Deprecate Foldable for Either

Edward Kmett ekmett at
Thu Mar 23 15:03:36 UTC 2017

On Thu, Mar 23, 2017 at 6:18 AM, Anthony Clayden <
anthony_clayden at> wrote:

>      Why is `[a]` hard-coded in the signature for concat?
>      I would expect anything specific to Lists to be
> genericised:
>     concat :: (Foldable t1, Foldable t2) => t1 (t2 a) -> t2
> a

Foldable can't be used to 'construct' in this way. There is no way to write
a function with the type you gave. Neither Foldable f nor even Traversable
f give you the power to construct a new 'f' with different shape.

Prelude Data.Foldable> :t concat
concat :: Foldable t => t [a] -> [a]
Prelude Data.Foldable> :t fold
fold :: (Monoid m, Foldable t) => t m -> m

concat is just a type restricted version of fold = foldMap id provided
basically for legacy compatibility.

concat/concatMap can be seen as restricted versions of fold/foldMap, which
are generalized in a variant of the manner that you seek, except for the
small consideration that they can actually exist. =)

The Foldable/Traversable proposal was to bring the functions that already
existed in base in Data.Foldable into the Prelude and eliminate the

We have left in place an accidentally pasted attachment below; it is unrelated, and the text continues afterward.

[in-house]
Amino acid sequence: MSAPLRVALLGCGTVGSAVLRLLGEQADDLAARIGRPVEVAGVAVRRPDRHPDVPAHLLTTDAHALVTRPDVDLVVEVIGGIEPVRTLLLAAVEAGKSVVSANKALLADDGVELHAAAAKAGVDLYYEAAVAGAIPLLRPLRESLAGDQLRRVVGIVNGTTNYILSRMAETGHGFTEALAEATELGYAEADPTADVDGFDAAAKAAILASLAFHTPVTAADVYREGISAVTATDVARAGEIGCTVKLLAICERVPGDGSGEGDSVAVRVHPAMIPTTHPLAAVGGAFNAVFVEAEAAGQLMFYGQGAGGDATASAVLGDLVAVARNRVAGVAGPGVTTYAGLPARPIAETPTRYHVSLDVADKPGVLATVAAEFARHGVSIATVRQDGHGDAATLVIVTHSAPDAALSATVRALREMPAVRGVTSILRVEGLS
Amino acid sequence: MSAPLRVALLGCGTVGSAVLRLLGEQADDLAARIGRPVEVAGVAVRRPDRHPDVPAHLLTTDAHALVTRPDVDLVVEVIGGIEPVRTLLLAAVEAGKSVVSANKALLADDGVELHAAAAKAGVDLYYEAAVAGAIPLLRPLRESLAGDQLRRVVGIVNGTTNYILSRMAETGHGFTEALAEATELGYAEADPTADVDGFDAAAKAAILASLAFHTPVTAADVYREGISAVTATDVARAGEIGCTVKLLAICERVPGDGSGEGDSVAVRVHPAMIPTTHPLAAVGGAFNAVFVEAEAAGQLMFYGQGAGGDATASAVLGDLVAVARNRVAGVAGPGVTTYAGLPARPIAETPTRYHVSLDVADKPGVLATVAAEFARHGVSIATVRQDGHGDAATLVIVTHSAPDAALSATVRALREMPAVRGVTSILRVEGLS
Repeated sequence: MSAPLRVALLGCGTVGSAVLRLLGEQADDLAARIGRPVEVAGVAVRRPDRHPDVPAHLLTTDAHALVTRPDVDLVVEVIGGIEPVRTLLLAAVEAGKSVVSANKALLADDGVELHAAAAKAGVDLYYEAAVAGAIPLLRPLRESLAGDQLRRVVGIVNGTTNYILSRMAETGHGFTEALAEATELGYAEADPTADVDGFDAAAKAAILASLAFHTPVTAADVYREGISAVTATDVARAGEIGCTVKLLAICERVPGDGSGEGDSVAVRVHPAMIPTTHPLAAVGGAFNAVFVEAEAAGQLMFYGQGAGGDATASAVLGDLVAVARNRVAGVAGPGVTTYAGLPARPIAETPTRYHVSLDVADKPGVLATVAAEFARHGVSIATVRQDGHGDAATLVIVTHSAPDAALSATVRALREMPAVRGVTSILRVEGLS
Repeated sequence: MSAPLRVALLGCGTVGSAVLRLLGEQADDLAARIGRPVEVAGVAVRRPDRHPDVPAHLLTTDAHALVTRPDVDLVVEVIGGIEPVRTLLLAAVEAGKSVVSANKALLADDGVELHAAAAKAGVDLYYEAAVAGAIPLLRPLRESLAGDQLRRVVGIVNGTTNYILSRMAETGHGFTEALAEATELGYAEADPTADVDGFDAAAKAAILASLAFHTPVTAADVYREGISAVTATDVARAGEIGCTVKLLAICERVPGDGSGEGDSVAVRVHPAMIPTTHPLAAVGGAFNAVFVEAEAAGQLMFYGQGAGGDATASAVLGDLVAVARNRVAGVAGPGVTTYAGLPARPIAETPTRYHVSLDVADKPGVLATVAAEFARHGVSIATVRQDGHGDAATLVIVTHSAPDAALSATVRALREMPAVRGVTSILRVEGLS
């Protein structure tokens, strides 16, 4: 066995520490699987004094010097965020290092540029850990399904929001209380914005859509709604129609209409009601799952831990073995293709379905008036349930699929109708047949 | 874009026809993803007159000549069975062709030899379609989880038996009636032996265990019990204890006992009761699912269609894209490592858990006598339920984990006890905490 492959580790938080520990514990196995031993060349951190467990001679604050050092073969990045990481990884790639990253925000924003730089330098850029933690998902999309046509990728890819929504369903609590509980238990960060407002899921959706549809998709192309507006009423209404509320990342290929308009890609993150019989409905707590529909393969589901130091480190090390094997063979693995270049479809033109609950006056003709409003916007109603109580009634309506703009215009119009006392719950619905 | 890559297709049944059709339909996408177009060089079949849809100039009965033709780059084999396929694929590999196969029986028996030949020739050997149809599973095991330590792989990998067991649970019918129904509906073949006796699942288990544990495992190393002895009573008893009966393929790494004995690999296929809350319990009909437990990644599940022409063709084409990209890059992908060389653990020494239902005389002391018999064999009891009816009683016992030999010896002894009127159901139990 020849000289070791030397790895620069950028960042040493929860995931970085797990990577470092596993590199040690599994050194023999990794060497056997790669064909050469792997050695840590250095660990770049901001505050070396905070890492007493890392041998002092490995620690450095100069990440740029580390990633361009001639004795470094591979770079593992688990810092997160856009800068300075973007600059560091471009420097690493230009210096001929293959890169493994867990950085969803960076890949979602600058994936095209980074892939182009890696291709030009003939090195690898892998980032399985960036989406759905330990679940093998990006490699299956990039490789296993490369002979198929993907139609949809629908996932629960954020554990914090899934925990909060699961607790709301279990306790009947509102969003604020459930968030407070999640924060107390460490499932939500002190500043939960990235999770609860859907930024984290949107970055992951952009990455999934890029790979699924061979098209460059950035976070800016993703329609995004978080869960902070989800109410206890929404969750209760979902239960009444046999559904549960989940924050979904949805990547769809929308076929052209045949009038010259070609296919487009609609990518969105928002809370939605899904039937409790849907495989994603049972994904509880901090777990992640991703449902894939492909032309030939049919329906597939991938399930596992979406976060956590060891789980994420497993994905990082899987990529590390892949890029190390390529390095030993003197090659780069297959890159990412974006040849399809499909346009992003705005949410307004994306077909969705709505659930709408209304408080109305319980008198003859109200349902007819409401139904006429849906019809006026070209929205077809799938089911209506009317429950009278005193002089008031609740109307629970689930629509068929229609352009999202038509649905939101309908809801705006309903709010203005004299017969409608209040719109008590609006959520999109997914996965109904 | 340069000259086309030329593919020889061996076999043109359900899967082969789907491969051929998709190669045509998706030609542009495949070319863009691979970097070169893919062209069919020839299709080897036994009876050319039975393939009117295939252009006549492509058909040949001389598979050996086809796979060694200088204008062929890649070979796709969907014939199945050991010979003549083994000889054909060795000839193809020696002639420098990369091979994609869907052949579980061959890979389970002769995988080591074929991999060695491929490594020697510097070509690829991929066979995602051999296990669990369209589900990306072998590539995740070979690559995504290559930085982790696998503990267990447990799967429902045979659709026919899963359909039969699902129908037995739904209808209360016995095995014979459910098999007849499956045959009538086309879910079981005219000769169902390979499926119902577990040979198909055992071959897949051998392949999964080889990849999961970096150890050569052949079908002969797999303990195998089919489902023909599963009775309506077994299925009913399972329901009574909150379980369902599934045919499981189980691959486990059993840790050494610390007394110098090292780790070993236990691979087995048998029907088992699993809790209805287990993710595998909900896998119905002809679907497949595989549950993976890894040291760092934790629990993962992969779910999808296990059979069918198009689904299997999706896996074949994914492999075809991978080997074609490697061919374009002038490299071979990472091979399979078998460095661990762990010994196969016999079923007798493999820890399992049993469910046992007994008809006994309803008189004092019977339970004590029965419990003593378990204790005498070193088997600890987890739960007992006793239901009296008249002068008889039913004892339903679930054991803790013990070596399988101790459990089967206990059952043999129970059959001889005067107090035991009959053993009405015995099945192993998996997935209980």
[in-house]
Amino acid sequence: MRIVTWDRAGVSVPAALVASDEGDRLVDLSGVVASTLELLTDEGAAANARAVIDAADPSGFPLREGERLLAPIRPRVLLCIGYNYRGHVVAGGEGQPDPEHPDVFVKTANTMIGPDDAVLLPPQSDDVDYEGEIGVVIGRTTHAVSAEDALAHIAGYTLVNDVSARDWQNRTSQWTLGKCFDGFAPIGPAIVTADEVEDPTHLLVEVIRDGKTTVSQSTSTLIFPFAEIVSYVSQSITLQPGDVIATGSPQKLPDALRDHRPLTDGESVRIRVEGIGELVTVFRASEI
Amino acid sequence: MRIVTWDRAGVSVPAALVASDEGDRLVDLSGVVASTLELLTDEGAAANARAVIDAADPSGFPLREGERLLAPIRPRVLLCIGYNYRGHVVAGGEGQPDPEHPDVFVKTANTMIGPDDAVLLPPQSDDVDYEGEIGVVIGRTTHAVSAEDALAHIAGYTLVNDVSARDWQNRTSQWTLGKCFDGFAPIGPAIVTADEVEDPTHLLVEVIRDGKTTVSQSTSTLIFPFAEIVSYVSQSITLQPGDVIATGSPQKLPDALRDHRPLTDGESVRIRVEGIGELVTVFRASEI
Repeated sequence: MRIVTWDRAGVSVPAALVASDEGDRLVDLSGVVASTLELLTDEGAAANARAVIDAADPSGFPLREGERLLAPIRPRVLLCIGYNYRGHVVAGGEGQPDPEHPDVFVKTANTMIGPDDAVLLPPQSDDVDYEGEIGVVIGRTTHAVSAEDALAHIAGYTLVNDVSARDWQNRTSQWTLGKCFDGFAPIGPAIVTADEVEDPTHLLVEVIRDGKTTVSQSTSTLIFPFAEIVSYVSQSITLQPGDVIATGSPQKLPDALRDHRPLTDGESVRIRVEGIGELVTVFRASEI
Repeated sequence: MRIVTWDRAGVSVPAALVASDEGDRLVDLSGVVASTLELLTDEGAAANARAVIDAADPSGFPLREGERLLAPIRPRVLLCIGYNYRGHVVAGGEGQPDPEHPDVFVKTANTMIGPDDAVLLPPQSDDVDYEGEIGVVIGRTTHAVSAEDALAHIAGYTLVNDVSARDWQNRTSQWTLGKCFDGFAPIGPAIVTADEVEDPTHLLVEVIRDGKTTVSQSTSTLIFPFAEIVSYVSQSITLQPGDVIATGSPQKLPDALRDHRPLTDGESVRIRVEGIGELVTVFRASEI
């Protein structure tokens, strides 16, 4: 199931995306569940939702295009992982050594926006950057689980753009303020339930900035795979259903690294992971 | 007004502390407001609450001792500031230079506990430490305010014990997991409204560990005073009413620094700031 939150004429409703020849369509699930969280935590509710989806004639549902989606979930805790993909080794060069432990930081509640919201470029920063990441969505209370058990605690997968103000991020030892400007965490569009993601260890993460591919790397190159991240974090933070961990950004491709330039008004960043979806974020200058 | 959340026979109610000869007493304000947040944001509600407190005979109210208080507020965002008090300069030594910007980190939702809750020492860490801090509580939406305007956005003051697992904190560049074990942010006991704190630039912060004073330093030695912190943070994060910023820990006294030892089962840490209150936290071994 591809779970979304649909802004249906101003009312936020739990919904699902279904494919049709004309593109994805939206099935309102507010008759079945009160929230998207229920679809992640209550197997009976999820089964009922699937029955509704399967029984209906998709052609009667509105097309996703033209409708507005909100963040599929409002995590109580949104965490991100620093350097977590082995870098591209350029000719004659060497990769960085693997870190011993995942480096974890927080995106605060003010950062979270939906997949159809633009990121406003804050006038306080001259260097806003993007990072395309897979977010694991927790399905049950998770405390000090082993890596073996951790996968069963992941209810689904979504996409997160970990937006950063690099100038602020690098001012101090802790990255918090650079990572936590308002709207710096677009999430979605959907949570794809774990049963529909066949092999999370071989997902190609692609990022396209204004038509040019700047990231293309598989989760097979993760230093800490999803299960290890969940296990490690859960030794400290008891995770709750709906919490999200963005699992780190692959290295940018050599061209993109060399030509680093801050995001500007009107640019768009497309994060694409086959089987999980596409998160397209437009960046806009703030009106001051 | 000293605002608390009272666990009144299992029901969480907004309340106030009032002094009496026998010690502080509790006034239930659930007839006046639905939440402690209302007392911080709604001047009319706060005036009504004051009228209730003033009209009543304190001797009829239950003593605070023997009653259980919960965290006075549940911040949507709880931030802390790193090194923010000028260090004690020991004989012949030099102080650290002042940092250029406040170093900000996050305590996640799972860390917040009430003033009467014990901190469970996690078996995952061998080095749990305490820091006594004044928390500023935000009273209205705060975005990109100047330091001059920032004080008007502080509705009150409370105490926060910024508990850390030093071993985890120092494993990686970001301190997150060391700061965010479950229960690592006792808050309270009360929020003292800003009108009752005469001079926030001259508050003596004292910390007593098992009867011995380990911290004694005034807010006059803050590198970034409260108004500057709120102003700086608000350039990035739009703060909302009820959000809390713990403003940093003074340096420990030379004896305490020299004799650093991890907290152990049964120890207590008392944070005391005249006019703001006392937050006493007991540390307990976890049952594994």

monomorphic versions of those combinators that made importing these more
general versions painful for users. We didn't set out to make new
functions, merely standardize on the ones folks had been using for a
decade. concat was left intact, because there was already a generalization
available, and no particular reason to break all the existing code that
expected it.

     Why have an instance of Foldable which always returns
> length 1?
>      (Or for some instances returns length 0 or 1.)

Say you go to write a function

toVector :: Foldable f => f a -> Vector a
toVector xs = Vector.fromListN (length xs) (toList xs)

With length in Foldable, you can use and for many container types it'll
compute the length in O(1) rather than a separate pass.

Without length as a member of Foldable then we must *always* do two passes
through the container.

toVector :: Foldable f => f a -> Vector a
toVector xs = Vector.fromListN (getSum $ foldMap (\_ -> Sum 1) xs) (toList

or rely on Vector internally repeatedly doubling the guessed at size of the
vector and trimming at the end.

A number of container types can use 'length' rather than having to supply
their own monomorphic size function. Would 'length' have been better called
'size'? That is another color the bikeshed could have been colored, but it
would have involved taking a fresh name, possibly in the Prelude, and the
name collisions of a common name with existing code was considered to be
the greater evil.

`concat` and `length` should not be in Foldable.
> They should be in a separate class `Consable` (say),
> which would be a sub-class of Foldable.

length being in such a class would mean that every author of such a
toVector combinator above would now be hoist on the horns of the dilemma:
"Do I write this so it works in the most situations and accept two passes,
or do I write it with more constraints." This logic leads to multiple
implementations of every function having to be in scope with simple